Sullivan, John (1740–1795), an American soldier, patriot, and statesman. Sullivan won distinction as a commander in the Continental army during the Revolutionary War. As a major general, 1776–79, he led troops at Trenton, Brandywine, Princeton, and Germantown. He resigned his commission after routing the Iroquois from northern Pennsylvania and western New York. He served as attorney general of New Hampshire and was later elected to three terms as governor. Sullivan was born in Somers-worth, New Hampshire. He became a lawyer and was a delegate to the first Continental Congress in 1774.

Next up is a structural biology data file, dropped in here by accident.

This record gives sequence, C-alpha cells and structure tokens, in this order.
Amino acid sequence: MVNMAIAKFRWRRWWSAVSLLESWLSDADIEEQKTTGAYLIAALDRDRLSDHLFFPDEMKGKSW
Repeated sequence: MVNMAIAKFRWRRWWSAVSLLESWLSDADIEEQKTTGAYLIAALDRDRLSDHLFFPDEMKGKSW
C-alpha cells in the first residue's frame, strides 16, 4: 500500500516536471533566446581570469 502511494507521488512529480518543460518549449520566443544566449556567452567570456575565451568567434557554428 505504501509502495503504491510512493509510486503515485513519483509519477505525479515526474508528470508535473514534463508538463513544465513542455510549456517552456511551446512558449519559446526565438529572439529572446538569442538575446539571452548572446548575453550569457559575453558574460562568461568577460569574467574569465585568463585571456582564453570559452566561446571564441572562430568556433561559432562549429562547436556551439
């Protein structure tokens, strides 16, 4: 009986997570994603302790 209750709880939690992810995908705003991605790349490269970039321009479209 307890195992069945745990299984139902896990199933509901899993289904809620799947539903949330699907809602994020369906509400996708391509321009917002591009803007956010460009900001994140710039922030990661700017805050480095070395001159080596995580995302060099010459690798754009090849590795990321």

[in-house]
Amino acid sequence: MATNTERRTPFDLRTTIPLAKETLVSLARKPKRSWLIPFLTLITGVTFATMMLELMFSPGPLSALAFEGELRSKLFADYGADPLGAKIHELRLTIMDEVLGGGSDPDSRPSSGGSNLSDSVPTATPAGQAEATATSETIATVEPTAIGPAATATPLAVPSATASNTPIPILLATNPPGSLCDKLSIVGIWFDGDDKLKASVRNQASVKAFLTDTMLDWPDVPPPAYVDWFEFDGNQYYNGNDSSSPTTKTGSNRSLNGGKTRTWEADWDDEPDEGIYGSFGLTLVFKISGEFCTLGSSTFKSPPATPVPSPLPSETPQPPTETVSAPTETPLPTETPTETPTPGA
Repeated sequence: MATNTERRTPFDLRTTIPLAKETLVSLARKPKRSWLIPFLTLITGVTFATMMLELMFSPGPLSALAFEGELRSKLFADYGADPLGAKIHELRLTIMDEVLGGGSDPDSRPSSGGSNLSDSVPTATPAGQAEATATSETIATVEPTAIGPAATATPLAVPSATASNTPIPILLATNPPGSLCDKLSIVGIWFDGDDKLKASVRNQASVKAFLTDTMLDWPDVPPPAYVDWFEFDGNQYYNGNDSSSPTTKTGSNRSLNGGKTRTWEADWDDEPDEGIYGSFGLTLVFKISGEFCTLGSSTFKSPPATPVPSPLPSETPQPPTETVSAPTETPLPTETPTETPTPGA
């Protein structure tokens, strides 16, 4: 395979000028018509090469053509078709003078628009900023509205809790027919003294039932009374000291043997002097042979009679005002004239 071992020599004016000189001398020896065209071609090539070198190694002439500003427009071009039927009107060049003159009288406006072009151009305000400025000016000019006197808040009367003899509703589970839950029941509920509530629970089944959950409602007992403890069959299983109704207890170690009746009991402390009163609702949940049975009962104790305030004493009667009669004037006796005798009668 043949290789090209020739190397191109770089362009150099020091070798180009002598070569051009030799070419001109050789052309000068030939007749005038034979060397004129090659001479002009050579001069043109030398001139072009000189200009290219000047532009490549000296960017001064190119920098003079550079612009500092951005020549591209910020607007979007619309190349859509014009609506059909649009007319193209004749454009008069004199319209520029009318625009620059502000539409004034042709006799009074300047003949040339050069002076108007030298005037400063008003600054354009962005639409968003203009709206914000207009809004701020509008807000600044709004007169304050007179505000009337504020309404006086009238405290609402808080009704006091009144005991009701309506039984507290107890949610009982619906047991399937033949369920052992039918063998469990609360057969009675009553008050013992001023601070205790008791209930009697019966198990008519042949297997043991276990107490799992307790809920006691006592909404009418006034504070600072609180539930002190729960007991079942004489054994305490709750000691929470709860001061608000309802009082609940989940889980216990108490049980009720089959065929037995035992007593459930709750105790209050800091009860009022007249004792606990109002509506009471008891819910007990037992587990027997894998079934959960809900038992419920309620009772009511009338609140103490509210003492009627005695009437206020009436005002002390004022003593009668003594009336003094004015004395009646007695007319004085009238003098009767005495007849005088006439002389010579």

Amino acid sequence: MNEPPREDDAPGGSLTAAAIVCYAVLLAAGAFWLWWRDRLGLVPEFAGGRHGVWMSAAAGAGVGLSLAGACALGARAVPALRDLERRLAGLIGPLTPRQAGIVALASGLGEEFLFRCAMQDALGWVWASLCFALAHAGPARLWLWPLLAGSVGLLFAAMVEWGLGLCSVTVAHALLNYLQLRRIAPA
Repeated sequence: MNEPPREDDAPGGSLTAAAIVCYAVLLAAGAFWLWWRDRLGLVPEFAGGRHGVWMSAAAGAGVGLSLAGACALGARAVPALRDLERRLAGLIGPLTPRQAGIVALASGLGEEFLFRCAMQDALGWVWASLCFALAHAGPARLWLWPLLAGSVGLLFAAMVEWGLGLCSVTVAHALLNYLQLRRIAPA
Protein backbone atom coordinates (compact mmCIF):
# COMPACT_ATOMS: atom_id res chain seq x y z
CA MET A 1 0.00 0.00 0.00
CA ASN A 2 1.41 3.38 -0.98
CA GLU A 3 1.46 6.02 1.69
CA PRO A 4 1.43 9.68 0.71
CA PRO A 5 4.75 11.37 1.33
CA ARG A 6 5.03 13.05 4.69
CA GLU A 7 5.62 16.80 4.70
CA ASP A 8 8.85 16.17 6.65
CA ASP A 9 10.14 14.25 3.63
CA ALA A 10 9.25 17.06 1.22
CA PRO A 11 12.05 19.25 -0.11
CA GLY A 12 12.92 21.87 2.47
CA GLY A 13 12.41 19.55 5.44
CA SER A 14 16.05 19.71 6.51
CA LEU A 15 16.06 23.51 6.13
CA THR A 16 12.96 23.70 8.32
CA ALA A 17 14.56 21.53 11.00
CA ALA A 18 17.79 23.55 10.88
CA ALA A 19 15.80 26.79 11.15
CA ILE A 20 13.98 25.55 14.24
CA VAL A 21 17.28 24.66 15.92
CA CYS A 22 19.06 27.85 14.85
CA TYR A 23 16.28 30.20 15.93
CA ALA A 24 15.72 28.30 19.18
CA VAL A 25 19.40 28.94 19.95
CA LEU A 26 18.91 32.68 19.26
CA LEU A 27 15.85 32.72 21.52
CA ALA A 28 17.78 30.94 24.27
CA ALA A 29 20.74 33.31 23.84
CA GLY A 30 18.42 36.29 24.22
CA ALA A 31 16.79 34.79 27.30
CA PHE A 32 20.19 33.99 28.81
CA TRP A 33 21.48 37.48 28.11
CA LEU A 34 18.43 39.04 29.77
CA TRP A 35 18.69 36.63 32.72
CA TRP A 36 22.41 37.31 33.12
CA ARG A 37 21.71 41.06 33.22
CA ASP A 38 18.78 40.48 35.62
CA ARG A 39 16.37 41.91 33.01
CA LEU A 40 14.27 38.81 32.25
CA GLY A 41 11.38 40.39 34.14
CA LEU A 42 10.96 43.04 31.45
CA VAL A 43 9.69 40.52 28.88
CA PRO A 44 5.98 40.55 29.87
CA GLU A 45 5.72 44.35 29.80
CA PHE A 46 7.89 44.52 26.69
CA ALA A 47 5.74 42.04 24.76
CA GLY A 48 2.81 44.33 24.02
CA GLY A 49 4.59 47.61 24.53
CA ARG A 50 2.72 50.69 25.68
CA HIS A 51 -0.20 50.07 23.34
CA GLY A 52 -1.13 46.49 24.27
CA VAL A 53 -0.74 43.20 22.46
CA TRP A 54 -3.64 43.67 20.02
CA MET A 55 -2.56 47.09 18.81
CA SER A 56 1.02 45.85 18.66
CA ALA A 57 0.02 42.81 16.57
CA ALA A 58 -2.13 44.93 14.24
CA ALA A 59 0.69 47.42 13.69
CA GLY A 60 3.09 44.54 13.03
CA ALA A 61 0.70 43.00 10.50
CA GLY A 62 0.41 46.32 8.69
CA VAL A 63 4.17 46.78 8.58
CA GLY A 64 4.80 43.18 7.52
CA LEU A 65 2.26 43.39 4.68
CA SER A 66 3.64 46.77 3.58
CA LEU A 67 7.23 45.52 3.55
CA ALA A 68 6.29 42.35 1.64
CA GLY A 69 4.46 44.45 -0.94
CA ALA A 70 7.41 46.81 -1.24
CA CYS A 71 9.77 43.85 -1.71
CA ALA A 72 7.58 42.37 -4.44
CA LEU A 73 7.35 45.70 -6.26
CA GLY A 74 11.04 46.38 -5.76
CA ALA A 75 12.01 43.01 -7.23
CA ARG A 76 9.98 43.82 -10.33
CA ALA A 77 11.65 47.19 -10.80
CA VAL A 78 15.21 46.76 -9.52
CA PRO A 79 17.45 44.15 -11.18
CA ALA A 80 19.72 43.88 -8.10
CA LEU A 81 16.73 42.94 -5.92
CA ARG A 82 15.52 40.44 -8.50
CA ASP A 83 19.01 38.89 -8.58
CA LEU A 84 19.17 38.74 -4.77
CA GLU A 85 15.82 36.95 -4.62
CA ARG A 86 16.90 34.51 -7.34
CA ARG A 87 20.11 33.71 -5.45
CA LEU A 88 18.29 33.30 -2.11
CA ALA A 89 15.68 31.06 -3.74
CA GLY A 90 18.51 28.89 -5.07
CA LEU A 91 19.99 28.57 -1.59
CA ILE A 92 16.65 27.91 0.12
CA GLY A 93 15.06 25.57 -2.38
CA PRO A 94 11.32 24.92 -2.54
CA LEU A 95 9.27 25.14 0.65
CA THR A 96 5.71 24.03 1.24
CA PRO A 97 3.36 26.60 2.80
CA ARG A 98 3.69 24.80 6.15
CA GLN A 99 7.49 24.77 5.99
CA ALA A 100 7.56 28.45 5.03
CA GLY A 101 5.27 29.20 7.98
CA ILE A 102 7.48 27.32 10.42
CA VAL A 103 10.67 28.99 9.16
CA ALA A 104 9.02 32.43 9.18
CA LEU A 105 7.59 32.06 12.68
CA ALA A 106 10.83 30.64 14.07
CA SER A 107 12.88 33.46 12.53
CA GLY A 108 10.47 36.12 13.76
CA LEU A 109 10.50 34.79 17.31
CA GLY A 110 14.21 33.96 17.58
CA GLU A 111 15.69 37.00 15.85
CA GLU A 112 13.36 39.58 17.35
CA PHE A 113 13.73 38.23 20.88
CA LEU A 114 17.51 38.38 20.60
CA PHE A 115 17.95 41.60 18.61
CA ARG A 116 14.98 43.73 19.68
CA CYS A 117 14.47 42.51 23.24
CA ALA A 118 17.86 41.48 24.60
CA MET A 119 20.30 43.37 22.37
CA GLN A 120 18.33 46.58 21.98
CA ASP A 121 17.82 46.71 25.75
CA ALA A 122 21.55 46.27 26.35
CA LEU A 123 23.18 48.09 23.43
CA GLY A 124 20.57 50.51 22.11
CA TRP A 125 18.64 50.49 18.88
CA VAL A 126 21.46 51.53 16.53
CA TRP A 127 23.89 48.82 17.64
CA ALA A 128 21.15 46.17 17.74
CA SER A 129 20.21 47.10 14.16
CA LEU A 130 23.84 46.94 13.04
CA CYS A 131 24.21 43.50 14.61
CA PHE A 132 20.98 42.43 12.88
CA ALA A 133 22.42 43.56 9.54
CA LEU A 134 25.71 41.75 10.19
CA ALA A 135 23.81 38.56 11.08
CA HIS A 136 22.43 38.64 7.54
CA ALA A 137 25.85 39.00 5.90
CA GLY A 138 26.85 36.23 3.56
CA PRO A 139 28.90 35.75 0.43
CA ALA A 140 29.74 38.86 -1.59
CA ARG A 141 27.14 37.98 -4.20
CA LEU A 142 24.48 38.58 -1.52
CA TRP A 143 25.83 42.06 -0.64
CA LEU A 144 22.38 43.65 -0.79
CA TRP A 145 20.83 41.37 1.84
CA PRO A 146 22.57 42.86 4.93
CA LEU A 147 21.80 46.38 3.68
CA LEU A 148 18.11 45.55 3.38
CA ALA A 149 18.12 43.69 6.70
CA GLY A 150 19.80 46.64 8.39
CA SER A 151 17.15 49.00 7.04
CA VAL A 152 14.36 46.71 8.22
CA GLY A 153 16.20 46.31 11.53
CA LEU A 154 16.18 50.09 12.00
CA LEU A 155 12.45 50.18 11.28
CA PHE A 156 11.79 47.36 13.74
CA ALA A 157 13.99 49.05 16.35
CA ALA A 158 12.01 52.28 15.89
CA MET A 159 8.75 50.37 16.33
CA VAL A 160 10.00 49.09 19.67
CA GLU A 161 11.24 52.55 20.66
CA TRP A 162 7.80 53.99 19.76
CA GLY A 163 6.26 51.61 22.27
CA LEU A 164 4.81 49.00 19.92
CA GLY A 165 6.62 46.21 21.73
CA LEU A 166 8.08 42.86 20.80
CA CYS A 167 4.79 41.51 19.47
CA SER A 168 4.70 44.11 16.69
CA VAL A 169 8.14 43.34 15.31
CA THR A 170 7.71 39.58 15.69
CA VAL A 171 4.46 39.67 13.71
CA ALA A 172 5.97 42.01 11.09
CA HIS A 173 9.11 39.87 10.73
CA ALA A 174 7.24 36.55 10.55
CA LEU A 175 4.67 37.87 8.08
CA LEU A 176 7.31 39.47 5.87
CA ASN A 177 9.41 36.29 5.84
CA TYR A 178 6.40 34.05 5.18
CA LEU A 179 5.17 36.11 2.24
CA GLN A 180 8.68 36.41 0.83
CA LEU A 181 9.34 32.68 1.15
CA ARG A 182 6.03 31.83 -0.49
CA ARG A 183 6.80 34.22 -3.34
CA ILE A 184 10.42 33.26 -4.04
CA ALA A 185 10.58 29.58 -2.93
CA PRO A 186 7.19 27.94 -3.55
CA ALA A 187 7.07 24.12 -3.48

Forget George Washington’s cherry tree and Ben Franklin’s inveterate womanizing. You're about to meet patriots you've never heard of, plus a few you thought you knew.
In the dark of night on Dec. 16, 1773, residents of Boston poured more than 90,000 pounds of tea into the harbor. But they weren't trying to set a world record for the most cups of tea made at one time. They were protesting the British government.